Differential settlement between adjacent footings
 δ :

Footing settlement, positive downwards
 δ _{det} :

Footing settlement when E = µ_{lnE} everywhere below the foundation
 θ _{ lnE } :

Isotropic scale of fluctuation of the logelastic modulus field
 µ _{ E } :

Mean elastic modulus
 µ _{ δ } :

Mean footing settlement
 µ _{∆} :

Mean differential footing settlement
 µ _{ lnE } :

Mean logelastic modulus
 µ _{ lnδ } :

Mean logsettlement
 ν :

Poisson’s ratio
 ρ _{ δ } :

Autocorrelation coefficient between footing settlements
 ρ _{ lnδ } :

Autocorrelation coefficient between logsettlements of the footings
 ρ _{ lnE } :

Autocorrelation coefficient between logelastic modulus at two points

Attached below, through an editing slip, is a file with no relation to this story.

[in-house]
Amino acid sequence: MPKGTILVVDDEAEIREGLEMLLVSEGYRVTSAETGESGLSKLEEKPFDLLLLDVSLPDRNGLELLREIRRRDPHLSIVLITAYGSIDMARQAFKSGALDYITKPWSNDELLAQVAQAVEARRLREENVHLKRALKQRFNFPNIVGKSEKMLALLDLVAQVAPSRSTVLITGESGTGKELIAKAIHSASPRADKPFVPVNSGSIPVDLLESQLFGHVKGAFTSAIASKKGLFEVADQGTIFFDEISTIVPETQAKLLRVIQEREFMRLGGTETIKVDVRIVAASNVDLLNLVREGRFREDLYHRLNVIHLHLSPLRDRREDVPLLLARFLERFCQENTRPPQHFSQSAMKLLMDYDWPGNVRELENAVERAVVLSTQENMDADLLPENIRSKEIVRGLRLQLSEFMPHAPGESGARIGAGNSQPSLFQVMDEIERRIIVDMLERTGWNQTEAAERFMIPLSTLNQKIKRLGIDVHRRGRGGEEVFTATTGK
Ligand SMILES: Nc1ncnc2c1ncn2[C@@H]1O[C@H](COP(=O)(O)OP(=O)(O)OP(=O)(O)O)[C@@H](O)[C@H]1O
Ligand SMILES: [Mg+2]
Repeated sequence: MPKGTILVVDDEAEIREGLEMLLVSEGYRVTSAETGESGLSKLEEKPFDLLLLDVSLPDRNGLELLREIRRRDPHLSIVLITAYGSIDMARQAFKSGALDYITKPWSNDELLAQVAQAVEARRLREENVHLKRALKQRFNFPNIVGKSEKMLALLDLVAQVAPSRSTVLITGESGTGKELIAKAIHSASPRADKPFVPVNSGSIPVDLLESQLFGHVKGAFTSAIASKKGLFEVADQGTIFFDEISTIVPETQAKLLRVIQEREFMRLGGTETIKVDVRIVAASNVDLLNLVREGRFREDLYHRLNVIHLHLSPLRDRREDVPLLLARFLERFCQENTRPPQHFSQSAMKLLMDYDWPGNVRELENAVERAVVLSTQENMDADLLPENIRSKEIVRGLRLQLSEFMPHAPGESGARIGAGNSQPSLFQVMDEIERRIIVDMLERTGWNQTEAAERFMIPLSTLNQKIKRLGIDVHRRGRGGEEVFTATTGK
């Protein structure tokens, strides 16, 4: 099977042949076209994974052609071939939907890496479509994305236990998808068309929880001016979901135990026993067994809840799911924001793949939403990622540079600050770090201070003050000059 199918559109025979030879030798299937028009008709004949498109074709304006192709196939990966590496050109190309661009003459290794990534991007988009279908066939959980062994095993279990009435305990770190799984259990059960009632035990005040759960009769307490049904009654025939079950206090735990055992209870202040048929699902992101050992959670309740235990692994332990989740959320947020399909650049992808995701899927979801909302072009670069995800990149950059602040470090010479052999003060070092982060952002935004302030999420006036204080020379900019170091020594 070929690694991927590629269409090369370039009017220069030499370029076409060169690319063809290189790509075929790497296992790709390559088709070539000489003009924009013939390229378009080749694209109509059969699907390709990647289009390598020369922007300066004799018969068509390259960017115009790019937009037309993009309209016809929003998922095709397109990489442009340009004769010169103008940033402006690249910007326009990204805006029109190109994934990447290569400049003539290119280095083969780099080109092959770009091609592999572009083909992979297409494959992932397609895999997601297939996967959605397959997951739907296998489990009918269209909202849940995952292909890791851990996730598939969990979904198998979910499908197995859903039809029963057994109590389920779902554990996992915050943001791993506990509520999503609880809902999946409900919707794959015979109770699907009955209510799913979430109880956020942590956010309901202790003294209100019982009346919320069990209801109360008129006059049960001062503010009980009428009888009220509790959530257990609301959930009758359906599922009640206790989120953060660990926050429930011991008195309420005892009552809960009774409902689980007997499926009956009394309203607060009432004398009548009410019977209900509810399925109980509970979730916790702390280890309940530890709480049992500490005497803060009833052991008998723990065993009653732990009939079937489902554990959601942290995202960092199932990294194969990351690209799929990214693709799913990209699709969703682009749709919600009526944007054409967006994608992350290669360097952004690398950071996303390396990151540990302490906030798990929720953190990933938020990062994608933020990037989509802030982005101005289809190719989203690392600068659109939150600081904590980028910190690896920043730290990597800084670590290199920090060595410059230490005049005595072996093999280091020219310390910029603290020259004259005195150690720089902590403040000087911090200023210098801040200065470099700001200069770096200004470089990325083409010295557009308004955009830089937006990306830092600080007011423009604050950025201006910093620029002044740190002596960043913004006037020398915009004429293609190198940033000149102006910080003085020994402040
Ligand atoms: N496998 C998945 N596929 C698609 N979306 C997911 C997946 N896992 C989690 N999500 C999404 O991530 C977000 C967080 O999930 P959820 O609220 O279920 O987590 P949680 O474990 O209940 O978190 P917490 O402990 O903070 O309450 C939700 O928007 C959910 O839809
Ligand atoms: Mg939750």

σ _{ E } :

Standard deviation of elastic modulus
 σ _{ lnE } :

Standard deviation of logelastic modulus
 σ _{ δ } :

Standard deviation of footing settlement
 σ _{ lnδ } :

Standard deviation of logsettlement of the footing
 σ _{∆} :

Standard deviation of differential settlement
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Jamshidi Chenari, R., Pourvahedi Roshandeh, S. & Payan, M. Stochastic analysis of foundation immediate settlement on heterogeneous spatially random soil considering mechanical anisotropy. SN Appl. Sci. 1, 660 (2019) doi:10.1007/s4245201906840
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Keywords
 Shallow foundation
 Immediate settlement
 Differential settlement
 Stiffness anisotropy
 Monte Carlo simulation